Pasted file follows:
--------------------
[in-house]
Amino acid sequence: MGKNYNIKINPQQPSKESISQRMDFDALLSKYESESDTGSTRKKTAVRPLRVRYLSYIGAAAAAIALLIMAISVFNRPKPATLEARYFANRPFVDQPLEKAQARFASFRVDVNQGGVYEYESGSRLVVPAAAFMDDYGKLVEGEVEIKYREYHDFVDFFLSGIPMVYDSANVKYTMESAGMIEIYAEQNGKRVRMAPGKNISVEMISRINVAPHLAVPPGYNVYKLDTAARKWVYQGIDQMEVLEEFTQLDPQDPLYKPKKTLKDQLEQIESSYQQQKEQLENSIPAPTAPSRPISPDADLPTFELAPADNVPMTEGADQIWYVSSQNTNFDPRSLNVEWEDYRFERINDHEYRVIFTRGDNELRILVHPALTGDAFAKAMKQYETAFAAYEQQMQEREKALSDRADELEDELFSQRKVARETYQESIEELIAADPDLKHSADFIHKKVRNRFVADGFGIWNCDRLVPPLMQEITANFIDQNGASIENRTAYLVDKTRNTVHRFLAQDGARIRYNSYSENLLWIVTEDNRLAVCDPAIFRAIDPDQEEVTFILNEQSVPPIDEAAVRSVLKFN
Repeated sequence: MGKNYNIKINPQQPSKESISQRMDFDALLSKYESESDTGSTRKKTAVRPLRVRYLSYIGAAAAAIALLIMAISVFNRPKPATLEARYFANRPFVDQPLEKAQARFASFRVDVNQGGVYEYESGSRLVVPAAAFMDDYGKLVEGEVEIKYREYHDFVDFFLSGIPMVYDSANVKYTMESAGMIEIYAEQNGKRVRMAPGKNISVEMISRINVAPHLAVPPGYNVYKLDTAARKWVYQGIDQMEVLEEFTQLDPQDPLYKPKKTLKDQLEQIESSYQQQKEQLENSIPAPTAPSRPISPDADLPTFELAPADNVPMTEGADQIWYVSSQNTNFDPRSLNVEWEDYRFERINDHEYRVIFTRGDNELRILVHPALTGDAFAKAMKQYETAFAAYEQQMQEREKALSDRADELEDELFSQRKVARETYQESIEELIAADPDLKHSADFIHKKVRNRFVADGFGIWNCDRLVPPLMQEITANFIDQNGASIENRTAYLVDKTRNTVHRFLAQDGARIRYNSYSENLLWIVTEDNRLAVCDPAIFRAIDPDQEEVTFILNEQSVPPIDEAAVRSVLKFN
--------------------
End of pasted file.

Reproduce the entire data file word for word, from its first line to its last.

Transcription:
[in-house]
Amino acid sequence: MGKNYNIKINPQQPSKESISQRMDFDALLSKYESESDTGSTRKKTAVRPLRVRYLSYIGAAAAAIALLIMAISVFNRPKPATLEARYFANRPFVDQPLEKAQARFASFRVDVNQGGVYEYESGSRLVVPAAAFMDDYGKLVEGEVEIKYREYHDFVDFFLSGIPMVYDSANVKYTMESAGMIEIYAEQNGKRVRMAPGKNISVEMISRINVAPHLAVPPGYNVYKLDTAARKWVYQGIDQMEVLEEFTQLDPQDPLYKPKKTLKDQLEQIESSYQQQKEQLENSIPAPTAPSRPISPDADLPTFELAPADNVPMTEGADQIWYVSSQNTNFDPRSLNVEWEDYRFERINDHEYRVIFTRGDNELRILVHPALTGDAFAKAMKQYETAFAAYEQQMQEREKALSDRADELEDELFSQRKVARETYQESIEELIAADPDLKHSADFIHKKVRNRFVADGFGIWNCDRLVPPLMQEITANFIDQNGASIENRTAYLVDKTRNTVHRFLAQDGARIRYNSYSENLLWIVTEDNRLAVCDPAIFRAIDPDQEEVTFILNEQSVPPIDEAAVRSVLKFN
Repeated sequence: MGKNYNIKINPQQPSKESISQRMDFDALLSKYESESDTGSTRKKTAVRPLRVRYLSYIGAAAAAIALLIMAISVFNRPKPATLEARYFANRPFVDQPLEKAQARFASFRVDVNQGGVYEYESGSRLVVPAAAFMDDYGKLVEGEVEIKYREYHDFVDFFLSGIPMVYDSANVKYTMESAGMIEIYAEQNGKRVRMAPGKNISVEMISRINVAPHLAVPPGYNVYKLDTAARKWVYQGIDQMEVLEEFTQLDPQDPLYKPKKTLKDQLEQIESSYQQQKEQLENSIPAPTAPSRPISPDADLPTFELAPADNVPMTEGADQIWYVSSQNTNFDPRSLNVEWEDYRFERINDHEYRVIFTRGDNELRILVHPALTGDAFAKAMKQYETAFAAYEQQMQEREKALSDRADELEDELFSQRKVARETYQESIEELIAADPDLKHSADFIHKKVRNRFVADGFGIWNCDRLVPPLMQEITANFIDQNGASIENRTAYLVDKTRNTVHRFLAQDGARIRYNSYSENLLWIVTEDNRLAVCDPAIFRAIDPDQEEVTFILNEQSVPPIDEAAVRSVLKFN